BROKEBACK MOUNTAIN was deservedly named "BEST PICTURE” of 2005 over 30 times (!!!) around the world and stands as one of the most decorated films in the history of cinema.

I would say that’s not too bad for “crap”.

Dec. 12, 2008

Brokeback Mountain is like Romeo & Juliet, only with gay cowboys instead of rich teenagers, right? Love forbidden by the society of the lovers, and whatnot...yeah, yeah, yeah...been there, done that.

I think Tropic Thunder would have been a great Saturday Night Live sketch...there are about 5 minutes of funny in there. The other 1.5-or-so-hours are 1.5-or-so-hours of your life you can never have back.

I gotta see Burn After Reading...I love them Coen brothers, and if the Crasher made time for 3 viewings, it must be good.

BTW, Josh, I'm going to go out on a limb and say Doubt won't interest you. Except maybe if you have a man crush on Philip Seymour Hoffman, or your parents were cruel enough to send you to Catholic school (which would likely be correlated with your man crush on Philip Seymour Hoffman).

On the Dark Knight, my favorite line on that movie was from someecards.com, "the only thing creepier than Heath Ledger's performance was the studio's exploitation of Heath Ledger's performance." And whatever happened to Christian Bale's arrest for assaulting his mother and sister? I always wanted more details from that story, but the details never emerged. Where are the tabloids when you need 'em?

Dec. 12, 2008

Bale was cleared on those charges. I heard that, but not all the juicy details.

I was looking forward to Doubt. It looks interesting. Here's my problem with it, though. First, the trailers give away too much. Second, I'm seeing a major flaw. The movie is trying to build up this thing where we are SURE that Hoffman molested a child in his office and is now covering it up, by not explaining to Meryl Street why he had a private meeting with the boy. Yet, how hard would it be if he DID NOT molest the child, to simply say "Well...the boy was having problems being picked on, and I told him a few things about how to stand up for himself." My problem with movies is that often times, if one character just explained something in 30 seconds to the other character, there'd be no conflict or confusion. That's what people do in real life.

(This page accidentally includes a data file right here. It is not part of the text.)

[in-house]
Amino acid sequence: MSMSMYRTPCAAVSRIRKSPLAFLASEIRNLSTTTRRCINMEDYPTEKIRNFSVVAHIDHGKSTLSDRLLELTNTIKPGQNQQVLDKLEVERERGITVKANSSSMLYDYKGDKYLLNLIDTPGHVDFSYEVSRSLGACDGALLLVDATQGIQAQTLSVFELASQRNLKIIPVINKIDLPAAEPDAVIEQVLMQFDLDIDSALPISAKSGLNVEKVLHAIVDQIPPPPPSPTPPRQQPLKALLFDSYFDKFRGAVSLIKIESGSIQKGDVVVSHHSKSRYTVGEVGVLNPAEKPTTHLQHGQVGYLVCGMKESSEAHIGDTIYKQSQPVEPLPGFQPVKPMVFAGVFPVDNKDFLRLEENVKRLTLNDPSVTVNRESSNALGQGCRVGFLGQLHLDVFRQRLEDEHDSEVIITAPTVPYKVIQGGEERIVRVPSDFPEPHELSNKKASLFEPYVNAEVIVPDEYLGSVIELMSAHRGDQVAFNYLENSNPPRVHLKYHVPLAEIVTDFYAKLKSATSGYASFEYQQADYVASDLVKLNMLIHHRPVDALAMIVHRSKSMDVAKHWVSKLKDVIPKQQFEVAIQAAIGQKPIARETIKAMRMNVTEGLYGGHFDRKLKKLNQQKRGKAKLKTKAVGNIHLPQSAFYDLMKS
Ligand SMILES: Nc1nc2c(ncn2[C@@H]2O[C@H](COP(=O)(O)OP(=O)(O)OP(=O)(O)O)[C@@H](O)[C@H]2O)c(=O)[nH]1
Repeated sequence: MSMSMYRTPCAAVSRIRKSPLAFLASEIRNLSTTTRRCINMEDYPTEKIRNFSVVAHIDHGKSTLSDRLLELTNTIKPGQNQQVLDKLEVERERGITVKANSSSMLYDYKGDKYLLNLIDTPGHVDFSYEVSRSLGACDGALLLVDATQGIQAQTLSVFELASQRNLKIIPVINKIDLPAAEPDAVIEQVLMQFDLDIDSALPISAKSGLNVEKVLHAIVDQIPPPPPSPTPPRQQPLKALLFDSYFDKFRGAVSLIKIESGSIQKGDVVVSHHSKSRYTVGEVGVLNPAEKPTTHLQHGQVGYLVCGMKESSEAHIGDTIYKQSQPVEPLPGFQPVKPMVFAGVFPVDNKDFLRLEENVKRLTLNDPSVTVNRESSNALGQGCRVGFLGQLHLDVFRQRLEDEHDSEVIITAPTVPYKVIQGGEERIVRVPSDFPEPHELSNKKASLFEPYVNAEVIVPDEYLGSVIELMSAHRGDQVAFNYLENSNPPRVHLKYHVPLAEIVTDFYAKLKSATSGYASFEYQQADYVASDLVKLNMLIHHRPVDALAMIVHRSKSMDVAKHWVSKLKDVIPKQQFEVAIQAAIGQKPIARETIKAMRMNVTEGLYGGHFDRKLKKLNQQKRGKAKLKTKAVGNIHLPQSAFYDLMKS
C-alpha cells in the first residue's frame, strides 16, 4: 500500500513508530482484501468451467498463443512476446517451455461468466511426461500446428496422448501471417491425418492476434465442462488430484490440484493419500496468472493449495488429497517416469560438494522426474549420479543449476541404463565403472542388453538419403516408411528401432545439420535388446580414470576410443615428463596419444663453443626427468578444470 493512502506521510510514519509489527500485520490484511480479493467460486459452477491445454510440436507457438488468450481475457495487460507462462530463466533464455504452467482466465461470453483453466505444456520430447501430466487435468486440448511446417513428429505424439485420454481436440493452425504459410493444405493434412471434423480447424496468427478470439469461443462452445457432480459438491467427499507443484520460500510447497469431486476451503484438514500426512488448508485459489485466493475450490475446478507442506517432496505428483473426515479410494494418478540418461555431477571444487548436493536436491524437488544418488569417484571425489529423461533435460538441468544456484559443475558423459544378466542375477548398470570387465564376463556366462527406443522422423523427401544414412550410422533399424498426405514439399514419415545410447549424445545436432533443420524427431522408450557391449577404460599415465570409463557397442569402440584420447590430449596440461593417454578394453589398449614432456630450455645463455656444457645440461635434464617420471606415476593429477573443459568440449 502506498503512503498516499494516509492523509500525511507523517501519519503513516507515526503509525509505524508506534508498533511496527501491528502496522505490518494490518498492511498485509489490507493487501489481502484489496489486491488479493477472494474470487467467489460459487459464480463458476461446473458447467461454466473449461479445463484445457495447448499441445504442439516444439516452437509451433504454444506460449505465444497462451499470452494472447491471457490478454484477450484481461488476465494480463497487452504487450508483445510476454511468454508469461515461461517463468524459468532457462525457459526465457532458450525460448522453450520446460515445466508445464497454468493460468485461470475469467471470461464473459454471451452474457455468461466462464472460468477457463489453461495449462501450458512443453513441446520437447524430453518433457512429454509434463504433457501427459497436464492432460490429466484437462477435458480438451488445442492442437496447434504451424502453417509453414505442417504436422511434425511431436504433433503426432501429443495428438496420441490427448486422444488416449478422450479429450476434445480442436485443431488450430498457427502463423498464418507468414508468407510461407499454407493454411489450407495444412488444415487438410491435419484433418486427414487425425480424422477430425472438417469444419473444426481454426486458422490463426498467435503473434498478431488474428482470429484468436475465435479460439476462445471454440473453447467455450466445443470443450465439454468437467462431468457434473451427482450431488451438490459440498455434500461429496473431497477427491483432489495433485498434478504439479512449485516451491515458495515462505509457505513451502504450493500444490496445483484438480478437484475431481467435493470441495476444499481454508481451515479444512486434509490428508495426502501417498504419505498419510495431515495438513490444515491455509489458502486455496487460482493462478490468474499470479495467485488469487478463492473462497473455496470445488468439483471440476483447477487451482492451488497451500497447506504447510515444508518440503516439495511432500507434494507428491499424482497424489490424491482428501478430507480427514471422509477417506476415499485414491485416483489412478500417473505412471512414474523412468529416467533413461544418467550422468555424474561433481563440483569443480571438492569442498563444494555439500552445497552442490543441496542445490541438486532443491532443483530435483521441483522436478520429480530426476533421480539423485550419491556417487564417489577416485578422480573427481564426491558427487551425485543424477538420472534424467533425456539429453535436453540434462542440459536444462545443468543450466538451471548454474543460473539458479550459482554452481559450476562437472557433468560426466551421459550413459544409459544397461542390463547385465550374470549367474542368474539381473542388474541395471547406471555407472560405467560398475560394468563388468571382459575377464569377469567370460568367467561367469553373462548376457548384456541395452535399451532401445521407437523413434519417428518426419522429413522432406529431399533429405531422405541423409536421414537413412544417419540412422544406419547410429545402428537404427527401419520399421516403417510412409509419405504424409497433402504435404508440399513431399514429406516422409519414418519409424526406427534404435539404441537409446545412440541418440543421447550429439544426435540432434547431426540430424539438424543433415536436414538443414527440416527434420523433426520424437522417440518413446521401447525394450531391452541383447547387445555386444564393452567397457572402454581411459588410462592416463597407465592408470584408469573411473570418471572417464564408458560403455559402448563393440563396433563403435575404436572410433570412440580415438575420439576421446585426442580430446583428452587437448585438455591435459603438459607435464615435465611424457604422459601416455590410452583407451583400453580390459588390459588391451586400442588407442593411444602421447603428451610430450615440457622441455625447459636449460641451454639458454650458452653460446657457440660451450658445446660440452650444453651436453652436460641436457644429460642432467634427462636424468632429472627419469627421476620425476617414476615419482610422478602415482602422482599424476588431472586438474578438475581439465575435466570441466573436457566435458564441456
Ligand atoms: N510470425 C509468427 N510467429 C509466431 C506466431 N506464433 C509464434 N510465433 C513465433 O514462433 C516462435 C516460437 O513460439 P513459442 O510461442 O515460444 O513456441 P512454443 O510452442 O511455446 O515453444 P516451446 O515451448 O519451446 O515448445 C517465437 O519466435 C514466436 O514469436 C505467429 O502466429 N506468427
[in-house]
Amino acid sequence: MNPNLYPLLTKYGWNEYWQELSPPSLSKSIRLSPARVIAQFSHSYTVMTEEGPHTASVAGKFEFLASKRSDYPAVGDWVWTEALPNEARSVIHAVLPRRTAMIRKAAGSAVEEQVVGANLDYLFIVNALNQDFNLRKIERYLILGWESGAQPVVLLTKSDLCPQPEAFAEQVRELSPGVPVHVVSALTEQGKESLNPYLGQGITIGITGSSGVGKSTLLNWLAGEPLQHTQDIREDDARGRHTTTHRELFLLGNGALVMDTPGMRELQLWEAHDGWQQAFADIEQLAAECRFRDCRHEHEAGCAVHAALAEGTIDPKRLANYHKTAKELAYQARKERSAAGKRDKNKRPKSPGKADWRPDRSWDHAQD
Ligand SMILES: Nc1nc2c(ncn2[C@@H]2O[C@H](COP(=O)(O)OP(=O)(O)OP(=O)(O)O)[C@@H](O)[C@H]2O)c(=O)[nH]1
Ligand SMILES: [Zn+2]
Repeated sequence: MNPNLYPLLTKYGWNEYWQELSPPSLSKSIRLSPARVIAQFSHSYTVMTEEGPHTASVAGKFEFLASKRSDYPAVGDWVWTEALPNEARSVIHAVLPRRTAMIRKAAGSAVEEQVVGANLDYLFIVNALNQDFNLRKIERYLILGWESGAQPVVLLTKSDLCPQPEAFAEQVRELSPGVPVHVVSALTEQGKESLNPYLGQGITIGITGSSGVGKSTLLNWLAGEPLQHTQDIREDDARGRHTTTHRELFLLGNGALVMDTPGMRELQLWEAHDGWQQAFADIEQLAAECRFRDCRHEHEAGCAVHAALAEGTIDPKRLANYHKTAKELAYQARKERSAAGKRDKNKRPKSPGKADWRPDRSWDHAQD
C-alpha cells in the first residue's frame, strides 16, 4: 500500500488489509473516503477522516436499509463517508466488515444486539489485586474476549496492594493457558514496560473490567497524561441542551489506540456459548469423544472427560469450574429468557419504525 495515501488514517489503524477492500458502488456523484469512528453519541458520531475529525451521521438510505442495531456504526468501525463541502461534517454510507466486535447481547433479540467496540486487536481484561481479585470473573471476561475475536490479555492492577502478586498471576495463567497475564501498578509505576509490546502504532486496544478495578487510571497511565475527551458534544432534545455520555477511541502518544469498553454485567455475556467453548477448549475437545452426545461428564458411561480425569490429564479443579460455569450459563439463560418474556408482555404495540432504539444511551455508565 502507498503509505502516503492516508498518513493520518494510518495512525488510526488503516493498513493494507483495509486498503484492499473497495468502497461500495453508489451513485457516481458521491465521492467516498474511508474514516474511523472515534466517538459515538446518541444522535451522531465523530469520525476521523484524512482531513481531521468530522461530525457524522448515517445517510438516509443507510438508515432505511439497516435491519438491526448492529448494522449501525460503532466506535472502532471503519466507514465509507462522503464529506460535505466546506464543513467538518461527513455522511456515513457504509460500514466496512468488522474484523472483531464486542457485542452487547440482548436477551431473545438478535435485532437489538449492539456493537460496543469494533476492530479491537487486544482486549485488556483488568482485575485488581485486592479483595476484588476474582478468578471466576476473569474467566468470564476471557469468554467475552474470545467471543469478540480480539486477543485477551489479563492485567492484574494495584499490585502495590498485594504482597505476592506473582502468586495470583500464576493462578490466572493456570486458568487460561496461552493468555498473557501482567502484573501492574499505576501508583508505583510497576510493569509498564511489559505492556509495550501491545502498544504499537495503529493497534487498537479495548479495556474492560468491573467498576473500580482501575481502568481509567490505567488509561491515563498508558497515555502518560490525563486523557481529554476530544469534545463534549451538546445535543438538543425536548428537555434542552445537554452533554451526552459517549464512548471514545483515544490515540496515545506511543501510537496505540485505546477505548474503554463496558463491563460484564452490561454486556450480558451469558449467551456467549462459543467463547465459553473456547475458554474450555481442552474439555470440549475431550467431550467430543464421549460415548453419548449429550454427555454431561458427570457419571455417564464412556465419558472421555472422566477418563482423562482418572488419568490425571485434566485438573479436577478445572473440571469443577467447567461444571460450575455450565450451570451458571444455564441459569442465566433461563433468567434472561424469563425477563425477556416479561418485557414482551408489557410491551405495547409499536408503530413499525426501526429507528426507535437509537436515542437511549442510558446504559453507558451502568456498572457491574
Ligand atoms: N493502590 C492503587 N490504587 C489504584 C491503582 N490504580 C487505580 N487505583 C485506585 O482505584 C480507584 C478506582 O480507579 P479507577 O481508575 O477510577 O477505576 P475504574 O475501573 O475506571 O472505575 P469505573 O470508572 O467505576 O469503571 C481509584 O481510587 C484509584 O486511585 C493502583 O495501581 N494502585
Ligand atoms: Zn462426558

Regarding Brokeback Mountain....great cinematography, great acting.

Here are the problems: the only scene you ever feel sad about, is when he touches his jacket at the end and cries. That was emotional.

I have no sympathy for these guys, for the following reasons:

The way they met wasn't romantic. It was almost like a rape scene in Deliverance! And no, you don't have to be gay to think two men could be "romantic". I'm not...and in Milk, we root for his relatinship with Franco, because they have a nice rapport together and "chemistry".

We are supposed to hate Randy Quaid, for not hiring the guy back. Yet, those guys didn't do their job. They lit the sheep get eaten by the wolves, because they were in a tent messing around. Yet, the movie is trying to make this deep statement about "oh...in that day and age, gay people weren't hired for jobs if they were gay." Maybe. And that's horrible. But ya know what? The simple fact is...they didn't do their job.

Second, why do I have sympathy for them not being able to share a life together...when they treat their respective women like crap?

The music in the movie was horrible. It ranks up there with Driving Miss Daisy. It sticks in your head, and it's bad.

When the one guy punches another in the street, simply because he's angry he can't be with his true love. Well, that just shows him to be an uncontrollable jerk. In fact, didn't he almost punch his wife? Hard for me to enjoy a movie about two guys that act the way they did.

There was nothing all that interesting in the dialog, unlike Milk, where you are enjoying what characters are saying with each other...whether that is about a relationship, politics of the day, or whatever.